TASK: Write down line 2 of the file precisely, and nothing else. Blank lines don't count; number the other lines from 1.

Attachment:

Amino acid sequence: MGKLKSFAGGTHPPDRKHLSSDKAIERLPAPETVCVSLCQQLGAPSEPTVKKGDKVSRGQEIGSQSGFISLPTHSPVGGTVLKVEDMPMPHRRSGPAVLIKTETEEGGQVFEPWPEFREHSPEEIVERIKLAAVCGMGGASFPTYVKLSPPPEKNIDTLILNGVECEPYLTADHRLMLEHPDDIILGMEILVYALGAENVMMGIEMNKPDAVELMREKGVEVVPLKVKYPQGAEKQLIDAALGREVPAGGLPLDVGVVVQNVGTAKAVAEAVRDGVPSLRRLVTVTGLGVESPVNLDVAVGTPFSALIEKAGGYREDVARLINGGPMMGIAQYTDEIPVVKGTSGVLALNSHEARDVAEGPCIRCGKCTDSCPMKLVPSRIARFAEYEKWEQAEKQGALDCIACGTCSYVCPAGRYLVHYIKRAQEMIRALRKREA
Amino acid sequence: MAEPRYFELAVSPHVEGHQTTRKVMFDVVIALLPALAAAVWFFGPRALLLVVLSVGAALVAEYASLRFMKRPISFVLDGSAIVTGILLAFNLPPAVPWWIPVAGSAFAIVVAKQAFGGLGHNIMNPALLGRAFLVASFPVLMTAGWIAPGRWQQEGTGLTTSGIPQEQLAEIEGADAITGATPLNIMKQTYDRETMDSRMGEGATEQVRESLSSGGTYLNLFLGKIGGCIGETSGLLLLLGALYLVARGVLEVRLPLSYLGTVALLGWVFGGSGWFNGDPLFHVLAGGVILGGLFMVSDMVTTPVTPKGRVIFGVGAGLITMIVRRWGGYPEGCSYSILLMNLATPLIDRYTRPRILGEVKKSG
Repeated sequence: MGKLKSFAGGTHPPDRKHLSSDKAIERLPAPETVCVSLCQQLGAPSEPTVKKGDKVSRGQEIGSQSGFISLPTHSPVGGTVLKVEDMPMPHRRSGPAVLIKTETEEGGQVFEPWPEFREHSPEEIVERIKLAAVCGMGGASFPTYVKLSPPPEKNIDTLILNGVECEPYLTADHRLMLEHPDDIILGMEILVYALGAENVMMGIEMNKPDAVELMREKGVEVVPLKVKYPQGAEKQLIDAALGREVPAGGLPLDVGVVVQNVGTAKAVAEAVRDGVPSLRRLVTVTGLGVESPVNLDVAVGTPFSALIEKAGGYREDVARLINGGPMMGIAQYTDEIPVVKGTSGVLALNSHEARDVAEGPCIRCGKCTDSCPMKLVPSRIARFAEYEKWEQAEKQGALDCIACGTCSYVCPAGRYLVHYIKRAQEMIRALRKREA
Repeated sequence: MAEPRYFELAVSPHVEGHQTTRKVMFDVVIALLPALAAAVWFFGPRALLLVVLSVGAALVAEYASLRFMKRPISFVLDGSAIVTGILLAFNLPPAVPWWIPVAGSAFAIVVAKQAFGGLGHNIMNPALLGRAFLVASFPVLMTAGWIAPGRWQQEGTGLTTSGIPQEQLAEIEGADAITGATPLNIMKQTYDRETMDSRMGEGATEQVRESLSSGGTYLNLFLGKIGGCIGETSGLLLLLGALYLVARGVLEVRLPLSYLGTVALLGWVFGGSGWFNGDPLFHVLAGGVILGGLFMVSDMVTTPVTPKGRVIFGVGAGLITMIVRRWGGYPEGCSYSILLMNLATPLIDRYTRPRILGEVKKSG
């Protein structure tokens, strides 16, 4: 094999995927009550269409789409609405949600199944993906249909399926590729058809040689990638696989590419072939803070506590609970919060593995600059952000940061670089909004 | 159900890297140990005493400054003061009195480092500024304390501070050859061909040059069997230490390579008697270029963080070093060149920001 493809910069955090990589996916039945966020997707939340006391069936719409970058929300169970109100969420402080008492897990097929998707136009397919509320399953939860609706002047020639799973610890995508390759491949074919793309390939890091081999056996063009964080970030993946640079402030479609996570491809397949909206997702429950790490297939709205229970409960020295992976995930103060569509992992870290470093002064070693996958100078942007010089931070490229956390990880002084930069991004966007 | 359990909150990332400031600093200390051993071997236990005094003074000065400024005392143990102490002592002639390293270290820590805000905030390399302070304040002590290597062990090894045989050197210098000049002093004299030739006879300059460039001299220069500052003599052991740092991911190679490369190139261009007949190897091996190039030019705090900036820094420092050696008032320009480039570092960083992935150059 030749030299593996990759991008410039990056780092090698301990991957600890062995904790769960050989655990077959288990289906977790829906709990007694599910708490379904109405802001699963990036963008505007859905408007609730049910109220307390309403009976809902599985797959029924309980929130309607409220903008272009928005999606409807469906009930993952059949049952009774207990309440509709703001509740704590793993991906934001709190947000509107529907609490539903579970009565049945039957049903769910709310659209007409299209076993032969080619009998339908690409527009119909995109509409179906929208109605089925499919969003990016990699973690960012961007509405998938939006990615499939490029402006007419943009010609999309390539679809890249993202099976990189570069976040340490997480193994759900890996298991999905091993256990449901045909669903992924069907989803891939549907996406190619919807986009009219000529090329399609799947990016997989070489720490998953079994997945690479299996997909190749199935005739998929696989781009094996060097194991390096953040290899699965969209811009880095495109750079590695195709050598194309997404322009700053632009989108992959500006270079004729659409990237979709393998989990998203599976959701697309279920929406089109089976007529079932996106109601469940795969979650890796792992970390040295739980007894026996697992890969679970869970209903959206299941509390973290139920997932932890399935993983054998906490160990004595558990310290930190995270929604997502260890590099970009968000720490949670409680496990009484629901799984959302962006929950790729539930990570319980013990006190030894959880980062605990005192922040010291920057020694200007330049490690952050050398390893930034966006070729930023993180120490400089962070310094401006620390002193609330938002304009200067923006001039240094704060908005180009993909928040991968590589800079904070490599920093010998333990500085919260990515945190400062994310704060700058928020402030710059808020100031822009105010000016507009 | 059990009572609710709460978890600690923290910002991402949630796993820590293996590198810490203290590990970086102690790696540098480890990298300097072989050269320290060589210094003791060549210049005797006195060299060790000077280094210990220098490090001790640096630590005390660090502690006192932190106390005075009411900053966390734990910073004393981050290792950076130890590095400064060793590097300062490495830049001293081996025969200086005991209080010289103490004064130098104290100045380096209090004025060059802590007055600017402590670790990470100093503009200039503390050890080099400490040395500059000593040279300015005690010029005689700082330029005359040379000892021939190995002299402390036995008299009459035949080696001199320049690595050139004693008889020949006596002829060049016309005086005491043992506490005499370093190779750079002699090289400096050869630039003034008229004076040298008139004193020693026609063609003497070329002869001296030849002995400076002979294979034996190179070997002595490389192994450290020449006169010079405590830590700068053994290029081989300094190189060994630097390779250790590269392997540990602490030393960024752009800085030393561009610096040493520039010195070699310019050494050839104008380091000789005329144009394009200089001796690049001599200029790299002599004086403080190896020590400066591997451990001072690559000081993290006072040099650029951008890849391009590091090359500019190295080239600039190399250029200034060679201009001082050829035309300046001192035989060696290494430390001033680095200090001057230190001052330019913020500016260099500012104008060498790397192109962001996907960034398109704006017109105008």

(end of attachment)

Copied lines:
Amino acid sequence: MAEPRYFELAVSPHVEGHQTTRKVMFDVVIALLPALAAAVWFFGPRALLLVVLSVGAALVAEYASLRFMKRPISFVLDGSAIVTGILLAFNLPPAVPWWIPVAGSAFAIVVAKQAFGGLGHNIMNPALLGRAFLVASFPVLMTAGWIAPGRWQQEGTGLTTSGIPQEQLAEIEGADAITGATPLNIMKQTYDRETMDSRMGEGATEQVRESLSSGGTYLNLFLGKIGGCIGETSGLLLLLGALYLVARGVLEVRLPLSYLGTVALLGWVFGGSGWFNGDPLFHVLAGGVILGGLFMVSDMVTTPVTPKGRVIFGVGAGLITMIVRRWGGYPEGCSYSILLMNLATPLIDRYTRPRILGEVKKSG